Jen: This is the PKF Texas Entrepreneur’s Playbook. I’m Jen Lemanski, and I’m here today with Kimberly Wood, an Audit Senior Manager and one of the faces of our PKF Texas Transaction Advisory Services team. Kimberly, welcome to The Playbook.

Kimberly: Thanks for having me.

Jen: You’re on our Transaction Advisory Services team, and I know you tend to handle due diligence. What is due diligence and why should somebody do a due diligence project?

Kimberly: Due diligence is an investigation of a company or a business, and basically, we are validating the information or assumptions that haven’t been provided, or that should have been provided. It’s an essential information gathering process, whether it’s for legal, operational or financial due diligence. Continue Reading What is Due Diligence and What are the Benefits?

Jen: This is the PKF Texas Entrepreneur’s Playbook. I’m Jen Lemanski, this week’s guest host, and I’m here today with Ryan Istre, an audit director and a member of the PKF Texas SEC team. Ryan, welcome back to the Playbook.

Ryan: Thanks for having me here, Jen.

Jen: So, I know there’s new revenue recognition rules coming. What are the SEC’s views on this for registrants?

Ryan: That’s a very good question, Jen. The new revenue recognition rules – or ASC 606 – are going to be effective for most registrants beginning January 1st of 2018.

Continue Reading Best of… Revenue Recognition Rules

If you’re like many Americans, letters from your favorite charities have been appearing in your mailbox in recent weeks acknowledging your 2018 year-end donations. But what happens if you haven’t received such a letter — can you still claim an itemized deduction for the gift on your 2018 income tax return? It depends.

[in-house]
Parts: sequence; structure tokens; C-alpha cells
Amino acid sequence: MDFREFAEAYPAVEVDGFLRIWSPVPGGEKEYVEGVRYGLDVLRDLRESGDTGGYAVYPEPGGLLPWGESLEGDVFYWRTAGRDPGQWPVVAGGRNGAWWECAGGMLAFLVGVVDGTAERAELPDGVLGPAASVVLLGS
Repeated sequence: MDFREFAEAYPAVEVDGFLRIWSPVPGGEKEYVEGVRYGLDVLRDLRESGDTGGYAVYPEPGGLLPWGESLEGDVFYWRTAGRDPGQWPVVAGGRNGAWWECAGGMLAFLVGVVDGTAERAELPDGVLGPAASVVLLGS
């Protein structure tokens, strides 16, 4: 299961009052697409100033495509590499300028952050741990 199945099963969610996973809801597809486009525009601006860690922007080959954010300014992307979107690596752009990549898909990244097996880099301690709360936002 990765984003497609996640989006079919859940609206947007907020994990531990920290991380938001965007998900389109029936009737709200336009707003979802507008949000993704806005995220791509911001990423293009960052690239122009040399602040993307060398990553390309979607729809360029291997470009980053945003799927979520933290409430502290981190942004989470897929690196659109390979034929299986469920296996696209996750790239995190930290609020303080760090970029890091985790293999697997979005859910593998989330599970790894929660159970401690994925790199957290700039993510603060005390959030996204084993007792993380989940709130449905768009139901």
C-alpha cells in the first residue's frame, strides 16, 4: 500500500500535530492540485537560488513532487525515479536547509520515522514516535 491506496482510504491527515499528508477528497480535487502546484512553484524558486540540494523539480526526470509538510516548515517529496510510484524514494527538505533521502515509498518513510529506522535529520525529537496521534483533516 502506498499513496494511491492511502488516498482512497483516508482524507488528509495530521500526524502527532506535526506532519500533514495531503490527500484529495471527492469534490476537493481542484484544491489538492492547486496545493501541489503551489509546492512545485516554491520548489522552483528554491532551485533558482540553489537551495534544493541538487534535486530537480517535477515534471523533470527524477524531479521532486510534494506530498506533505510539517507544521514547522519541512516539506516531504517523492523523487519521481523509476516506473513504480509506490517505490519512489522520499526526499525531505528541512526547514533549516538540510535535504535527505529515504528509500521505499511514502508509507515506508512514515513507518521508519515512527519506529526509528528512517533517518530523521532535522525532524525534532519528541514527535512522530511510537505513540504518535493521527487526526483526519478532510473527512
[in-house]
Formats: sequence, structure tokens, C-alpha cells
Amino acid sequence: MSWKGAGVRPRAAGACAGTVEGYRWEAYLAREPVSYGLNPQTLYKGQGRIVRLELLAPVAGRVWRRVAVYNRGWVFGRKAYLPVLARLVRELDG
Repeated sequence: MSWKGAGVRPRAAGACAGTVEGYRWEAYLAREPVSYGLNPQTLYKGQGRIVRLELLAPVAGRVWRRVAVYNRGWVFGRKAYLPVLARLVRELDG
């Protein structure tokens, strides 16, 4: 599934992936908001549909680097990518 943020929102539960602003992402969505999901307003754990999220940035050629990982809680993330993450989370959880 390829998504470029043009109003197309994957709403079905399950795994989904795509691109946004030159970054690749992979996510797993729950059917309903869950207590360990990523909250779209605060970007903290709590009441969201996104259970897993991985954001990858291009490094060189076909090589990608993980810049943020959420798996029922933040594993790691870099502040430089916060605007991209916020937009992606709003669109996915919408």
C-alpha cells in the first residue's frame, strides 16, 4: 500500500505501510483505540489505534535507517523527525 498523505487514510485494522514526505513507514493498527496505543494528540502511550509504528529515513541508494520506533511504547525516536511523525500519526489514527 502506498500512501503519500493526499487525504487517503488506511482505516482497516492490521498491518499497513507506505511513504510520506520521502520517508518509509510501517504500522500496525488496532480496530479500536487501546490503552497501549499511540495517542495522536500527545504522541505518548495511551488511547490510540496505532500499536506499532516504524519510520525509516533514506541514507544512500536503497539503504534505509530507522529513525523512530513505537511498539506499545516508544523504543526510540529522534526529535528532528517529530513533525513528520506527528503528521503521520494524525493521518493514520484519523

Basic Requirements
To support a charitable deduction, you need to comply with IRS substantiation requirements. This generally includes obtaining a contemporaneous written acknowledgment from the charity stating the amount of the donation, whether you received any goods or services in consideration for the donation, and the value of any such goods or services.

Continue Reading Charity Donation Letters May Affect Your 2018 Income Tax Return

Jen: This is the PKF Texas Entrepreneur’s Playbook. I’m Jen Lemanski, and I’m back again with Frank Landreneau, one of our International Tax Directors. Frank, welcome back to The Playbook.

Frank: Thank you. It’s good to be back with you.

Jen: In a previous segment we went over transfer pricing, and we touched on it just a little bit, but I know we want to do a deeper dive. So, with tax reform and transfer pricing, what else do folks need to know?

Continue Reading A Closer Look at Transfer Pricing and the International Space

An operating reserve is an unrestricted and relatively liquid portion of a not-for-profit’s net assets. Securing this reserve for use in emergencies or simply when your budget falls short is critical to your organization’s security and long-term survival.

Long-Term Effort
Building an adequate operating reserve takes time and should be regarded as a continuous project. Your board of directors needs to determine your not-for-profit’s policy on building an operating reserve, the desired fund amount and the circumstances under which it can be drawn down.

Reserve funds can come from unrestricted contributions, investment income and planned surpluses. Many boards designate a portion of their organizations’ unrestricted net assets as an operating reserve.

Continue Reading How Your Not-For-Profit’s Operating Reserve is Your Financial Safety Net

While the Tax Cuts and Jobs Act (TCJA) generally reduced individual tax rates for 2018 through 2025, some taxpayers could see their taxes go up due to reductions or eliminations of certain tax breaks — and, in some cases, due to their filing status. But some may see additional tax savings due to their filing status.

Unmarried vs. Married Taxpayers
In an effort to further eliminate the marriage “penalty,” the TCJA made changes to some of the middle tax brackets. As a result, some single and head of household filers could be pushed into higher tax brackets more quickly than pre-TCJA. For example, the beginning of the 32% bracket for singles for 2018 is $157,501, whereas it was $191,651 for 2017 (though the rate was 33%). For heads of households, the beginning of this bracket has decreased even more significantly, to $157,501 for 2018 from $212,501 for 2017.